Born: September 6, 1930;

Died: March 21, 2021.

IN the 1950s James Hardie Brown and his brother Ian left their native Fife for Perthshire and bought Innergask Farm, in the parish of Findo Gask. Part of the land was covered by a concrete aerodrome and, towards the end of the decade, they decided to get rid of it by using a Traxcavator, a combined tractor and excavator.

The machine aroused interest in the neighbourhood and the brothers began renting it out. This inspired their plant hire business and, in 1964, they founded I & H Brown, which in time would diversify into construction, mining, house-building and land remediation.

Eventually, the business extended to the acquisition and operating of Highland estates. I & H Brown now own some 4,000 acres in Fife, Perthshire and East Lothian, producing barley, wheat, potatoes, oilseed rape, and grasses. For some years Hardie was chairman of the Perth Show.

He was a distinctive figure in many ways, as a relative of his, the former prime minister, Gordon Brown, said (by proxy, due to Covid restrictions) at his funeral on March 29. Brown extolled “the scale of his achievement – not one achievement but a record of continuous achievement in farming and in every sphere of business he entered… all singular successes one after another”.

With characteristic modesty he added: “I have always thought that if any family member was to be Chancellor of the Exchequer it should have been Hardie. I’m not sure he would have put up the tax on cigars, which he liked greatly, or wine”.

James Hardie Brown, who was 90 when he died at St Margaret’s Community Hospital, Auchterarder, was born in Dunfermline in September 1930, to Jennie and Davie Brown, a farmer. Hardie grew up at Carnock Mill Farm with his older brother Ian, who died in 2015, and sister Betty. He attended Dunfermline High School until leaving to help his brother on the farm.

While civil engineering remains a core activity of I & H Brown, the company’s expertise in mining, and the skills involved with land remediation and reclamation, led to a prescient interest in the environment and a vision of what could be done with renewables.

The company developed wind farms at Calliachar and Toddleburn, along with new ways of engineering previously uncontrolled landfill sites. As Hardie said: “We always looked for a second use”.

The brothers were fascinated by machinery. As Hardie put it: “Our business has been like a boyhood dream because we loved plant”. He served as chairman of the Scottish Plant Owners Association. He indulged his love of travel and wherever he went he managed to slip in a view of the latest earthmoving equipment.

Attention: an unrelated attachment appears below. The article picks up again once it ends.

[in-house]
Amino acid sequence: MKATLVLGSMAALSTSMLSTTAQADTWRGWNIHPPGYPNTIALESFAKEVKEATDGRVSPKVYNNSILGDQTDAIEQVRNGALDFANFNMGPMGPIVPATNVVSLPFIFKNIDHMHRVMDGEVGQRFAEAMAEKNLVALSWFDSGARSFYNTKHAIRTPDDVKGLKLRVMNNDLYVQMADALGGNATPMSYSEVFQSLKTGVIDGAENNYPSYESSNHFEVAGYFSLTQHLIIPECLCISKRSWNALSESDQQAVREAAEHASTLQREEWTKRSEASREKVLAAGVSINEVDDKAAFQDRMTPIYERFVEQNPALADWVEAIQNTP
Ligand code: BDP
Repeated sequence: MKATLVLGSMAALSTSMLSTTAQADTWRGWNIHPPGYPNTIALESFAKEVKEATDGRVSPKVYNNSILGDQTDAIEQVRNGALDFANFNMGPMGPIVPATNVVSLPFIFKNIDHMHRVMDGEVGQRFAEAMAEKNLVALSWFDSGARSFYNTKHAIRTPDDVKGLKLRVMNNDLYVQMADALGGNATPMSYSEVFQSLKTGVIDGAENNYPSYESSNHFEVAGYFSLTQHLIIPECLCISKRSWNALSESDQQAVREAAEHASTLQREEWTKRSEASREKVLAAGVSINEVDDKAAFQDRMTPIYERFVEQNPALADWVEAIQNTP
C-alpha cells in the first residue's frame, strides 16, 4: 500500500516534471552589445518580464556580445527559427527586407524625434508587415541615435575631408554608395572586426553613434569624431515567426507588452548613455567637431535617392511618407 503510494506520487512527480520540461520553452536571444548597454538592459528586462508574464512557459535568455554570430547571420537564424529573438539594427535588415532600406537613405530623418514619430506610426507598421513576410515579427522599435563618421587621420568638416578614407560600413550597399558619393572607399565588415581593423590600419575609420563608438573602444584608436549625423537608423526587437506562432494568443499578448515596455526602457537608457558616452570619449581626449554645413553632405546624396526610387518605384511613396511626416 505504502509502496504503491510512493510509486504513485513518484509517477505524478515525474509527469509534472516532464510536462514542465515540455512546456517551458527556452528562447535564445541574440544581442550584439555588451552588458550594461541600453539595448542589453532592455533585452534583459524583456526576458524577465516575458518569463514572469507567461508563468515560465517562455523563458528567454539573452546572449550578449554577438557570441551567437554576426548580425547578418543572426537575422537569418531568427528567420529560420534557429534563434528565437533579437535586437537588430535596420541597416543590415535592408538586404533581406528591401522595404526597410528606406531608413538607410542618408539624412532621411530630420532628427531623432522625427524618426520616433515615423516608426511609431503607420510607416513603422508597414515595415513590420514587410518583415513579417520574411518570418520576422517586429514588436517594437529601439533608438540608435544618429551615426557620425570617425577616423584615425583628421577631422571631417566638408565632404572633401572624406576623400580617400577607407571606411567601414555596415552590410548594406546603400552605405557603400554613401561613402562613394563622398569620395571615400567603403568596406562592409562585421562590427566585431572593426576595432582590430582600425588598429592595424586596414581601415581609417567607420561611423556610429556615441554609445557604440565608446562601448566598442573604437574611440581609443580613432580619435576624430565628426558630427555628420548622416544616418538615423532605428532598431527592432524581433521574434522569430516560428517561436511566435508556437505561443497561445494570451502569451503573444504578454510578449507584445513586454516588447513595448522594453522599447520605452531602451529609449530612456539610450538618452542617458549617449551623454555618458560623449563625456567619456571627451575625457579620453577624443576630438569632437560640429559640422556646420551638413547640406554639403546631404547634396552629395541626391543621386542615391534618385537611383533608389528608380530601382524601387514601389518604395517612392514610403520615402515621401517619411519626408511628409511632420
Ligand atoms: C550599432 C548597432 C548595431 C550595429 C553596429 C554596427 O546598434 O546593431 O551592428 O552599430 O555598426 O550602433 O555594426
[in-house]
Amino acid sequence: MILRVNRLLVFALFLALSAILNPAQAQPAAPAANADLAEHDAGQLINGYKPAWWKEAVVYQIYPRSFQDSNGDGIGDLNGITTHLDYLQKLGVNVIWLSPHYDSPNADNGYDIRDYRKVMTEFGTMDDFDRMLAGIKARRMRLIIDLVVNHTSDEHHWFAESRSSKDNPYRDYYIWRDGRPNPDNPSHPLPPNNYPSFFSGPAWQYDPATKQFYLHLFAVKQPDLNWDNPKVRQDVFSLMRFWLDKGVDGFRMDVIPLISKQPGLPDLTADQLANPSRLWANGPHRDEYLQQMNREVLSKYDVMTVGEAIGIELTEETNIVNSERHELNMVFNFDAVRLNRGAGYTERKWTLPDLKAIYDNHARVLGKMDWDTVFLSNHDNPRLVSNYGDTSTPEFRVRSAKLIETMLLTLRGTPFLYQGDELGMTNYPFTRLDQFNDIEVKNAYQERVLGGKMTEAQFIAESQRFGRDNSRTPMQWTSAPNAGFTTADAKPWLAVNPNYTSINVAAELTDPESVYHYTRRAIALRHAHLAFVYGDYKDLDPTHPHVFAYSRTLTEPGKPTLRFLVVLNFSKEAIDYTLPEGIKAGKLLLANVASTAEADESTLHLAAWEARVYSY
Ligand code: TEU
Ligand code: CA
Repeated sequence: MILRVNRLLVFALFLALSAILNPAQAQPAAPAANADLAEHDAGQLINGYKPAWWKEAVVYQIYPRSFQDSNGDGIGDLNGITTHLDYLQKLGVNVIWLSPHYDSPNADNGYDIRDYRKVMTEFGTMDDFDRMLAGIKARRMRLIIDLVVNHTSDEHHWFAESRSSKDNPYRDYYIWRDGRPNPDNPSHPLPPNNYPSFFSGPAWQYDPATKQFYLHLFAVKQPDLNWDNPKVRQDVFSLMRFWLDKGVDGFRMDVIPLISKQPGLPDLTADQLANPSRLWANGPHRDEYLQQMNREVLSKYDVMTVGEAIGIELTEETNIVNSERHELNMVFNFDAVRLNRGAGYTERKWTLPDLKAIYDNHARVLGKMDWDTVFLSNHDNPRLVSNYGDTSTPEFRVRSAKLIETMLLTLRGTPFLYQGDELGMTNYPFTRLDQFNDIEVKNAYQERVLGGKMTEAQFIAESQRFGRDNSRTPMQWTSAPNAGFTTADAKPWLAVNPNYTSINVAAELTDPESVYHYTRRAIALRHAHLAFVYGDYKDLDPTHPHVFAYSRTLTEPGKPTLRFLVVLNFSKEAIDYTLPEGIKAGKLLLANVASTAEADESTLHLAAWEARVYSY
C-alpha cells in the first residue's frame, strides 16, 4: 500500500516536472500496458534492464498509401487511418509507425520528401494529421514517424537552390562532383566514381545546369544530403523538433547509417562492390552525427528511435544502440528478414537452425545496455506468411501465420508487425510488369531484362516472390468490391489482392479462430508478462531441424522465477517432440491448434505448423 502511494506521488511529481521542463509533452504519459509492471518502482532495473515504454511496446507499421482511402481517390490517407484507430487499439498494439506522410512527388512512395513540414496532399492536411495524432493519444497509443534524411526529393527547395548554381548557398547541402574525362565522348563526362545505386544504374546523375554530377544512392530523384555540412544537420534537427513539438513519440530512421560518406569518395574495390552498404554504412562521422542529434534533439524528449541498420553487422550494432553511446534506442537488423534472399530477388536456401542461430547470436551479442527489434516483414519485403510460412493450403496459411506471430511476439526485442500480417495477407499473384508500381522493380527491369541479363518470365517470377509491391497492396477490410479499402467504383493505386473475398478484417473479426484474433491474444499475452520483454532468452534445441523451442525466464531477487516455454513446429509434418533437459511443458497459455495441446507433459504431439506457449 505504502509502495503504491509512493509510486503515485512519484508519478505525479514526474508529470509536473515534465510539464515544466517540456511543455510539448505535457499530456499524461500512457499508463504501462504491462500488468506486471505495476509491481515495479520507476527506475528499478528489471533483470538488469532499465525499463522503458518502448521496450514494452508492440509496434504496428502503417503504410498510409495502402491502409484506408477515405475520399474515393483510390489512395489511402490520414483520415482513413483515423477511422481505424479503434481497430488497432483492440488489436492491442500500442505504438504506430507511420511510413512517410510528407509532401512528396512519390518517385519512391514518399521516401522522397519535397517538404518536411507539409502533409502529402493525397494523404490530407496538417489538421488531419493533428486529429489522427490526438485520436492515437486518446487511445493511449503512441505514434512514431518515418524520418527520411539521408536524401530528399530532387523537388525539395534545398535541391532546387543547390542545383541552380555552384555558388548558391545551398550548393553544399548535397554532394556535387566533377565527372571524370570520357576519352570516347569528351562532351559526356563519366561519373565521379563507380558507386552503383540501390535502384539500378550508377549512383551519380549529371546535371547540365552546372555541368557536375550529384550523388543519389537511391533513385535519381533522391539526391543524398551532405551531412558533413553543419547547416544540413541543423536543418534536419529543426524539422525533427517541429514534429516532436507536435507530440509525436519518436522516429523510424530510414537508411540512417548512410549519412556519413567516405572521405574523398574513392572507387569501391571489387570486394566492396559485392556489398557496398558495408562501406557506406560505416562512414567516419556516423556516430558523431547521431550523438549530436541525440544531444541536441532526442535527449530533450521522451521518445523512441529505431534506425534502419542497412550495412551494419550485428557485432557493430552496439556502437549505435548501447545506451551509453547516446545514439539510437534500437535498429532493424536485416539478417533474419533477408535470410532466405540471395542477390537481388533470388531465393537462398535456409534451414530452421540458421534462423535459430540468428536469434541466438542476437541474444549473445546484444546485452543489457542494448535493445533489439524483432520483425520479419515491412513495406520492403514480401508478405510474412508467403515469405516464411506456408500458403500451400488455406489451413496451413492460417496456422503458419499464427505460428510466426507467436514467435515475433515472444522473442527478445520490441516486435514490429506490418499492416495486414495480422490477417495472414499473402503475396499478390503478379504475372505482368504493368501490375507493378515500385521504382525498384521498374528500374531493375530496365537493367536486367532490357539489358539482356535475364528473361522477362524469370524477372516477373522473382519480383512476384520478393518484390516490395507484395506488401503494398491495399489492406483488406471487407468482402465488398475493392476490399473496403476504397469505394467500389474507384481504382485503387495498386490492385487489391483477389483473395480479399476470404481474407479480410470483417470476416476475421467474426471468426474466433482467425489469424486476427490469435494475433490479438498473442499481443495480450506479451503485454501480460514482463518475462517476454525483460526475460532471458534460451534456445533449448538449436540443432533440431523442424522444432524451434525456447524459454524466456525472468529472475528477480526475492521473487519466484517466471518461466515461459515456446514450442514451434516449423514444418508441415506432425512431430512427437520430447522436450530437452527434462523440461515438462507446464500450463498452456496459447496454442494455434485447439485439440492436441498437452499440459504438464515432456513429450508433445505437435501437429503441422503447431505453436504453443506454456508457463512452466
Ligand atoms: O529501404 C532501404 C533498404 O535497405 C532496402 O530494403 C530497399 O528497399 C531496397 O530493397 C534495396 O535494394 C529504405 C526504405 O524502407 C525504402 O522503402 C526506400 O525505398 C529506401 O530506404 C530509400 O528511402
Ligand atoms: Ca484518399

Hardie delighted in acquiring lorries and painting them in ever-brighter colours. One day Ian told him firmly he was buying too many. Hardie recalled: “I said to him, ‘all right, you have my word that as from this moment I won’t buy any more’. He didn’t know that that morning I’d bought 10.”

Hardie’s biggest interest in life remained I & H Brown. Even after semi-retirement he would come into the office with his son in the mornings to open the mail: he was known for an uncanny ability to spot envelopes that contained cheques. “And I’m the only person who switches off lights,” he said.

He was a keen sportsman, car rallying, shooting and curling being his chief passions. He was an extremely competitive member of the 55 Car Club and was co-driver with his brother-in-law Bobby Crawford in the famed Monte Carlo rally, driving a Mini Cooper.

Sprints and other race activities took place on the Brown property at Gask. He travelled abroad to attend Formula 1 events in Europe and South America, often with his other brother-in-law, Tom Muir, who found him very outgoing: “He could speak to anyone. I would love to have known both Hardie and Ian as young men – they must have been tremendous fun and so full of beans”.

Hardie loved shooting all his life. In his early years, it was a day out with neighbouring farmers then, latterly, at the family farm near Auchterarder. “His shoots were always jovial, with a bunch of interesting people”, recalled Iain Bett, a colleague in the plant industry. “Hardie never looked for big bags. It was the conviviality that mattered.”

A member of Findo Gask and Broomhall Curling Clubs, Hardie had the honour of being “made”. This curious rite took place at Broomhall where, as a protege of his friend Lord Elgin, he came to no real harm. The two probably enjoyed an outdoor bonspiel or two in winters when the ice was hard enough.

Once, on a curling trip to Ottawa, Canada, Hardie took the wrong lift in his hotel and became lost below stairs; fortunately, the concierge detected him by the aroma of his signature Montecristo cigar.

Hardie married Betty Miller in 1955 and they had two children, Scott and Shane Elizabeth. Hardie and Betty divorced in 1988 and he married Carol Ann Muir, with whom he lived at Mid Fordun Farm, Auchterarder.

In his later years, Hardie suffered from dementia. He is survived by Carol, and his son Scott, who now directs the family firm, daughter Shane, sister Betty, step-children Ann-Maree and Russell, grandchildren Abigail, Duncan, Edward and Michael, and a great-granddaughter, Hallie.